of applicant's residence. [M.F.] admitted spanking [L.T.] and sending [J.P.] home" and that M.F. "renamed their Game of Private." Applicant contends this testimony revealed M.F.'s guilt and involvement, but Mr. Jacobson stopped his examination and did not pursue the testimony. However, upon review of the transcript, there was no such testimony by M.F. See 1997 Trial Transcript, v. 18 at 73-78. While M.F. admitted that he himself referred to the interaction between L.T. and J.P. as "private," the Applicant does not demonstrate how such admission constitutes "guilt" of sexual assault. Nevertheless, the jury heard M.F.'s testimony and the Applicant has failed to demonstrate how pursuing the testimony further might have changed the outcome of the trial. With regard to Sandy Ashley, the Applicant claims that Mr. Jacobson failed to impeach her testimony that M.F.'s nervous tick was the result of sexual abuse. However, during Ms. Ashley's testimony regarding a "nervous tick which involved a head shake and some eye movements that became more pronounced when he talked about his allegations," the Court emphasized to the jury that Ms. Ashley was merely describing her observation of M.F. during a discussion of the alleged sexual assaults. 1997 Trial Transcript, v. 16 at 256-57. In fact, the Court stated on the record that no one at trial had or "was going to opine that the twitch was evidence of a sexual assault." 1997 Trial Transcript, v. 19 at 196-97. Thus, the Applicant has failed to show how more cross examination on this point would have changed the outcome of the trial. Finally, with respect to Polly Mahoney, the Applicant appears to claim that Mr. Jacobson failed to impeach her regarding previous testimony that J.P.'s mother had actually asked leading questions of J.P. during Ms. Mahoney's interview of J.P. However, Mr. Jacobson introduced such evidence of leading questions and suggestibility to both J.P. and L.T. and, in fact, made such evidence a primary focus of defense strategy. Therefore, the Court finds Mr. Jacobson's strategy
sound. The Applicant has failed to demonstrate that Mr. Jacobson's performance in this area was ineffective. e. Substitution of Favorable Witness
The Applicant claims that Mr. Jacobson, during the 1997 trial, agreed to a prosecution's motion to replace Nancy Gary (prosecution witness), who was "suspiciously unavailable to testify," with Ms. Ginny May, "who testified during the 97 trial of applicant the 1985 results of Ms. Gary's interview and examination of L.T. and J.P. was credible." The Applicant claims that Mr. Jacobson's agreement "benefited [sic] the people." The Court is puzzled by the Applicant's claim. At the 1997 trial, Nancy Gary, a medical examiner, testified as to her own findings regarding her examinations of J.P. and L.T. See 1997 Trial Transcript, v. 18 at 214-265. There was no testimony from an individual called "Ginny May." Therefore, the Court finds this claim frivolous and finds that Applicant has failed to demonstrate any ineffective performance by Mr. Jacobson regarding Nancy Gary. f. Motion for New Trial
The Applicant argues that Mr. Jacobson filed a motion for new trial, based upon jurors' improper knowledge of the Applicant's previous trial and conviction, without having interviewed all of the jurors. Applicant states that Mr. Jacobson told him Judge McLean approached Mr. Jacobson about a juror disclosing his knowledge of a previous conviction. Such disclosure allegedly prompted Mr. Jacobson to investigate by interviewing the jurors. In arguing Mr. Jacobson's ineffective assistance, the Applicant implies that his motion would have been granted had all of the jurors been interviewed and had Judge McLean been removed from hearing the motion. The Court disagrees. Upon review of the transcript of the hearing on the motion for new
trial, the Court finds no evidence supporting the Applicant's allegations. The public defender's investigator, who testified for the defense, stated that he had interviewed only ten of the twelve jurors because two of the jurors refused to speak with him. The investigator testified that he had a set of pre-drafted questions to ask each juror, some of which involved their perspectives on defense counsel's performance during the trial and some of which involved jury deliberations. He stated that he was surprised to get something other than a negative answer from one of the jurors, Mr. Woyna, to his question regarding whether the Applicant's prior conviction had affected the jury deliberations. See June 9, 1997 Hearing Transcript, v. 25 at 52. Thus, there is nothing to indicate that Mr. Jacobson received this juror information from anyone but the investigator. Moreover, the testimony revealed a discrepancy between the gentlemen's statements made during the investigator's interview of Mr. Woyna. Mr. Jacobson and the prosecution offered evidence on either side of the factual issue, and Judge McLean made a decision to deny the motion based upon "the witnesses' knowledge, motive, means of knowledge, demeanor on the witness stand, the ability to observe on the part of the jury, the juror in this case, their strength of memory, the relationship each witness might have to either side of the case, the manner in which each witness might be affected by the verdict, and the extent to which, if at all, each witness is either supported or contradicted by other evidence in the case." Id., v. 25 at 92. The Court finds that Mr. Jacobson performed effectively in investigating and filing the motion for new trial. Consequently, the Court recommends finding that the appellate court's decision was neither contrary to nor an unreasonable application of Strickland and Wiggins. g. Sentencing Hearing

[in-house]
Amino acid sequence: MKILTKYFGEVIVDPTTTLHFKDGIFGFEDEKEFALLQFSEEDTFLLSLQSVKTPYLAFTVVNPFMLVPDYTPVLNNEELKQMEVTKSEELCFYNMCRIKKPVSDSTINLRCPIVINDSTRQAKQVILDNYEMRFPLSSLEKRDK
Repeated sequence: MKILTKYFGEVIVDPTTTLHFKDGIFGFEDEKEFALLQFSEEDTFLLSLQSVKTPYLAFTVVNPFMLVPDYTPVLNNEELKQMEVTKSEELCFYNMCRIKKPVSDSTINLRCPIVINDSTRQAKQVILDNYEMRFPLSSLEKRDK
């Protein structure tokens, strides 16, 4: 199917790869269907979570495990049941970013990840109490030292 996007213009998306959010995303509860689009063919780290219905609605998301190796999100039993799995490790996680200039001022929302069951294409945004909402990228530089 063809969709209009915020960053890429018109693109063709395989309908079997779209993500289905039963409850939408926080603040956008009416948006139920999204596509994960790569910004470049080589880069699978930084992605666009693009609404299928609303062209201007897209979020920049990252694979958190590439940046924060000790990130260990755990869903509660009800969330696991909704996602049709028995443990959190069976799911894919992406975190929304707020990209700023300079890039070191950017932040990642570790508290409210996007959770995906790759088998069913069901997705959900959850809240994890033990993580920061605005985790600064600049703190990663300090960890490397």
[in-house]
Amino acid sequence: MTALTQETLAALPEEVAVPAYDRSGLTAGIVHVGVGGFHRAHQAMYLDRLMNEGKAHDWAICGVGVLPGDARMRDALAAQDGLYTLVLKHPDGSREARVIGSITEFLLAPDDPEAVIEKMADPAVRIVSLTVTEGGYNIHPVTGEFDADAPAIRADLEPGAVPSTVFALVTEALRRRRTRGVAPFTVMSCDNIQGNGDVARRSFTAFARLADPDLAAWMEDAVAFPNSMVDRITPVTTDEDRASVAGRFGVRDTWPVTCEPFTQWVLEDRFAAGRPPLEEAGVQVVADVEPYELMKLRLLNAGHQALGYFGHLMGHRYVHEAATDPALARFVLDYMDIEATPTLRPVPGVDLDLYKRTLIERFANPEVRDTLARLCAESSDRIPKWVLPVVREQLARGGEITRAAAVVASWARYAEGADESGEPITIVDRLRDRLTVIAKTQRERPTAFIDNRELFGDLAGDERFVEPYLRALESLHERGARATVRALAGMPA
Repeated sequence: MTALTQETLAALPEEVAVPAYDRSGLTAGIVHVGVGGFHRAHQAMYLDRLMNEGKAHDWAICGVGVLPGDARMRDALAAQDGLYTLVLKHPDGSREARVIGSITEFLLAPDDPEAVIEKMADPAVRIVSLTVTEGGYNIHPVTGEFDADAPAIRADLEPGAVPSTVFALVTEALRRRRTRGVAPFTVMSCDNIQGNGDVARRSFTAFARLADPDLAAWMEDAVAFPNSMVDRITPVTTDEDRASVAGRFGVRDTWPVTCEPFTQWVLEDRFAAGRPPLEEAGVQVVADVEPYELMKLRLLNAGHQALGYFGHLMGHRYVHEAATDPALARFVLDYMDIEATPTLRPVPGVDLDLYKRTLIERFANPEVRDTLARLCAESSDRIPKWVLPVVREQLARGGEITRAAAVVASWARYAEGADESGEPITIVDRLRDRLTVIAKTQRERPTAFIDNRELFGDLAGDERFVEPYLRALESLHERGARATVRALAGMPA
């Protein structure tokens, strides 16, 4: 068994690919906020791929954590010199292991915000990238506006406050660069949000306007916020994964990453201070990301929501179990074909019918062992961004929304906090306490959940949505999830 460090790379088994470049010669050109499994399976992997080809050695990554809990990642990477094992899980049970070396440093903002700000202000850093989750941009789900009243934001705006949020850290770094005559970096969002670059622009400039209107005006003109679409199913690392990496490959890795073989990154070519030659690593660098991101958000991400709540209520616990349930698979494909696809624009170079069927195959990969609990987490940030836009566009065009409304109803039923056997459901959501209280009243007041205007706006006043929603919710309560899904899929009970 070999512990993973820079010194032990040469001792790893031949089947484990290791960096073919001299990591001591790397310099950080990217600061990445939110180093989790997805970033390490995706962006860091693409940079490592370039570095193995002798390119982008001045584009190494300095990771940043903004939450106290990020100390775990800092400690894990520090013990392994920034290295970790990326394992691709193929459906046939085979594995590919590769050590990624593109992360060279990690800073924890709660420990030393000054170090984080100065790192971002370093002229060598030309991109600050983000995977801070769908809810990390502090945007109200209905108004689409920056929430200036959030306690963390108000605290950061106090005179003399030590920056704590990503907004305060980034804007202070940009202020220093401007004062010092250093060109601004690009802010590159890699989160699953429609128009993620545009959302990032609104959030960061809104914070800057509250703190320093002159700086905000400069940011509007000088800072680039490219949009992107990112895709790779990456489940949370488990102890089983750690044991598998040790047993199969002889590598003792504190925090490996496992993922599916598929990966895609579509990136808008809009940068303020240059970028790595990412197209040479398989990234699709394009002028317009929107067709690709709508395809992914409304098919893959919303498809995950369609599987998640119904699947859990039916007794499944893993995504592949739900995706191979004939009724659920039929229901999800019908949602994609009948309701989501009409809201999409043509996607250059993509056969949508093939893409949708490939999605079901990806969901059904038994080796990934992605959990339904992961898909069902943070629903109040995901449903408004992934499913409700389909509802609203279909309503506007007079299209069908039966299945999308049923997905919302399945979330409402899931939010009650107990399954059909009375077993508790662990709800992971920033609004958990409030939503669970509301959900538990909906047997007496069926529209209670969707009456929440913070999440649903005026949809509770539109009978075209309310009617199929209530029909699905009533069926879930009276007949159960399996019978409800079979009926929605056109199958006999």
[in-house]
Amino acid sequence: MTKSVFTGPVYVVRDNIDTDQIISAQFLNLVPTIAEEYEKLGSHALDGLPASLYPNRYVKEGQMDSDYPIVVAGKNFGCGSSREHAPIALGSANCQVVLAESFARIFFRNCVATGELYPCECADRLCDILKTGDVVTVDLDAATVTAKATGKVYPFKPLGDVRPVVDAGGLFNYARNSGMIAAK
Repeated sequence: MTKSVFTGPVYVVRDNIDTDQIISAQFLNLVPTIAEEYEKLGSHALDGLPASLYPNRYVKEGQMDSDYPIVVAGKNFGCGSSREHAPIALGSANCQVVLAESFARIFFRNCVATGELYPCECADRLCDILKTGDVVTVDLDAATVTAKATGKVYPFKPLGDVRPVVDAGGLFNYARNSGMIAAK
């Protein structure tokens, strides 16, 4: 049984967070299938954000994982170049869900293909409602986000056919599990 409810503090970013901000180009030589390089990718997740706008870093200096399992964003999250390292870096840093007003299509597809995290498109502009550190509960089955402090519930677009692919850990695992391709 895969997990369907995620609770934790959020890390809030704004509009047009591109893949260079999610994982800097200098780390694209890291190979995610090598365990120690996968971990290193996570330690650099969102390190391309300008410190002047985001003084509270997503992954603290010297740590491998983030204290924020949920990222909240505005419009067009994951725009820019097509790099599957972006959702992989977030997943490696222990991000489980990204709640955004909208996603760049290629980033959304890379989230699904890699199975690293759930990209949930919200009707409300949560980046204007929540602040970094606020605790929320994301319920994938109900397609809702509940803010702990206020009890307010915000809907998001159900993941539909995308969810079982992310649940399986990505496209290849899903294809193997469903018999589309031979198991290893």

The Applicant claims that "Mr. Jacobson when asked by Judge McLean during the
sentencing hearing of applicant, if he could increase the sentence of applicant? Mr. Jacobson [sic] response was a resounding Yes!" The Court has reviewed the transcript of the April 23, 1997 sentencing hearing before Judge McLean [see Hearing Transcript, v. 24] and has found no indication that the judge asked Mr. Jacobson any questions regarding increasing the sentence. Moreover, the only statements made by Mr. Jacobson concerning the length of the sentence to be imposed were his arguments that the length should be less than that imposed on the Applicant in 1986. Therefore, the Court finds the Applicant's claim frivolous and finds that the Applicant has failed to demonstrate any ineffective performance by Mr. Jacobson with respect to the sentencing hearing. The Court recommends finding that the Applicant has failed to show a violation of his Sixth Amendment right to effective assistance of counsel at the 1997 trial. In addition, with respect to those claims that appear to be procedurally barred, the Court recommends finding that the Applicant has failed to demonstrate that such bar may be excused. 2. Appellate Counsel - E. Ronald Beeks
Applicant contends that Mr. Beeks did not communicate with him; filed Status Reports with the appellate court (during remand) omitting Applicant's complaints about remand counsel's representation and the remand court's delays; refused to provide his notes and other material regarding the appeal to Applicant; and failed to notify Applicant of "perjury" located in the appellate record. Although raised in post-conviction proceedings and on appeal, the appellate court did not address Applicant's claims against Mr. Beeks. If the state court does not address a claim on the merits, this Court must review the claim de novo and the deferential standards in 28 U.S.C. § 2254(d) are not applicable. See Gipson v. Jordan, 376 F.3d 1193, 1196 (10th Cir. 2004).
Even if the alleged conduct of Mr. Beeks were to constitute "deficient performance" under Strickland, the Applicant has failed to demonstrate how any of the conduct has prejudiced him. See McGee v. Higgins, 568 F.3d 832, 839 (10th Cir. 2009) (it is not necessary to address both components of the ineffective assistance of counsel inquiry if the de